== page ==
You may remember that recently one of my gift ideas was a donation towards the costs of sending toys to children in detention on Christmas Island. I have just been over on Louisa’s blog Everything is Edible and had a bit of a happy cry when I read that the toys successfully made it to Christmas Island in time for Christmas.
You can check out the whole story here, but in summary:
- on 15 December a boat carrying asylum seekers crashed into the rocks around Christmas Island killing approximately 30 people including children. For many Australians this tragedy had the effect of reminding us about the Christmas Island detention centre and that there does continue to be children in detention in Australia.
- on 19 December Louisa had the thought that perhaps she could send some toys she had at home to the surviving children in detention on Christmas Island
- on 20 December Louisa rang Christmas Island Detention Centre to ask whether it was possible to send gift to children there – they said yes, but advised that it wasn’t quick to get things to the Island.
- via the wonderful world of twitter, blogging and Louisa’s networks by COB on 20 December 5 businesses had pledged gifts to send to Christmas Island and Louisa had found a courier company willing to courier the gifts for $930.
- by mid 21 December the $930 goal had already been reached via a paypal donation button on Louisa’s blog.
Louisa was also able to make contact with Virgin Blue via twitter and able to arrange for this precious cargo of toys to make it on the last and very full flight to Christmas Island before Christmas.
- on 22 December Louisa and friends boxed up the gifts and took them to airport.
The final result – 200 children’s gift made it to Christmas Island and were distributed to the children on Christmas eve. Without these toys there wouldn’t have been a Christmas gift for each child in detention on the island. I think it is beyond fabulous that this type of online grassroots project can gain momentum and be successful in 72 hours in Australia.
I was also very happy to read in Trendwatching.com’s 11 crucial consumer trends for 2011 1 that Random Acts of Kindness is one of the predicted trends of 2011. In catching up on the predicted trends I was also introduced to a new term – Generation G – that’s G for Generosity, not Greed!
Trendwatching.com writes that Generation G is all about:
the growing importance of ‘generosity’ as a leading societal and business mindset. As consumers are disgusted with greed and its current dire consequences for the economy…the need for more generosity beautifully coincides with the ongoing (and pre-recession) emergence of an online-fueled culture of individuals who share, give, engage, create and collaborate in large numbers. In fact, for many, sharing a passion and receiving recognition have replaced ‘taking’ as the new status symbol.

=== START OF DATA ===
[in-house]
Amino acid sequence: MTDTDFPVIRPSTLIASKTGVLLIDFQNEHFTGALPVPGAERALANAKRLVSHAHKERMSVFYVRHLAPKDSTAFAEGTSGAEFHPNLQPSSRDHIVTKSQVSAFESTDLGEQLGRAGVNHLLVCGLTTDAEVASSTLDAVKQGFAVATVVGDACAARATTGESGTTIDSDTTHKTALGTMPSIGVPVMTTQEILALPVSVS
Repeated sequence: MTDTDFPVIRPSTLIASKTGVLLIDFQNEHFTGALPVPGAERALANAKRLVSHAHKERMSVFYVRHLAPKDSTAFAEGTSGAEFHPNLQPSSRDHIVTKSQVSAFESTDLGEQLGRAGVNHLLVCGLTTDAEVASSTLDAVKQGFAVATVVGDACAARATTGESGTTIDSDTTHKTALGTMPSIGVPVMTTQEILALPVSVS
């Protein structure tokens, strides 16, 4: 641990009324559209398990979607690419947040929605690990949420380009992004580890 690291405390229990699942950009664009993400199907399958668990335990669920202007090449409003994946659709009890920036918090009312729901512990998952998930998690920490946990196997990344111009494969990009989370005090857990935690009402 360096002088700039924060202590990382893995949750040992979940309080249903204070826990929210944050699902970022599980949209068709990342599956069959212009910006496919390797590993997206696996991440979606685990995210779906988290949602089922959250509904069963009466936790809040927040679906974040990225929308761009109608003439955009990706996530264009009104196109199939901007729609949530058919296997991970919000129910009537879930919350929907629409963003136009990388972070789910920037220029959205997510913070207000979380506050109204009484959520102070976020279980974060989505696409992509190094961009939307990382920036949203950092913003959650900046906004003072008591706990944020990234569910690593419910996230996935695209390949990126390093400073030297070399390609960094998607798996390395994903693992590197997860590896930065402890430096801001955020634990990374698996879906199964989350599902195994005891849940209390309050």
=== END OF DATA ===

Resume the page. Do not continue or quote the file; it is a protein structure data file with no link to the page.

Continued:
Generation G is leading the new collaborative / free / creation / crowdsourced / gift / sharing movement. Crucial to Generation G are advances in technology which are enabling people to build new social communities and enabling new ways to help the very specific causes that they are committed to.
But of course technology is not required for generosity to occur – I recently stumbled across The Toy Society, which started in Australia in June 2008 and is now a world-wide collective of toy makers – of varying skill levels– who make toys and leave them as gifts for perfect strangers (aka ‘Random Act of Craft’) .
There are more than 3200 members throughout the world who have collectively gifted more than 1800 lovingly handmade toys to perfect strangers since the project began. When a member leaves a toy gift it’s called a “Toy Drop” and is posted on The Toy Society blog and assigned a drop number.
Each toy is safely sealed, with a note to the finder, inside a press seal bag – to protect from the elements. The toy is then left to be found with a tag attached inviting the finder to “Take Me Home I’m Yours”. Finders are invited, but not expected, to let The Toy Society know they have found a toy, and these notes are also posted on the blog. The Toy Society is about giving someone something and expecting absolutely nothing in return.
I would love for you to share other examples of such generosity here…
1 Source: www.trendwatching.com. One of the world’s leading trend firms, trendwatching.com sends out its free, monthly Trend Briefings to more than 160,000 subscribers worldwide.
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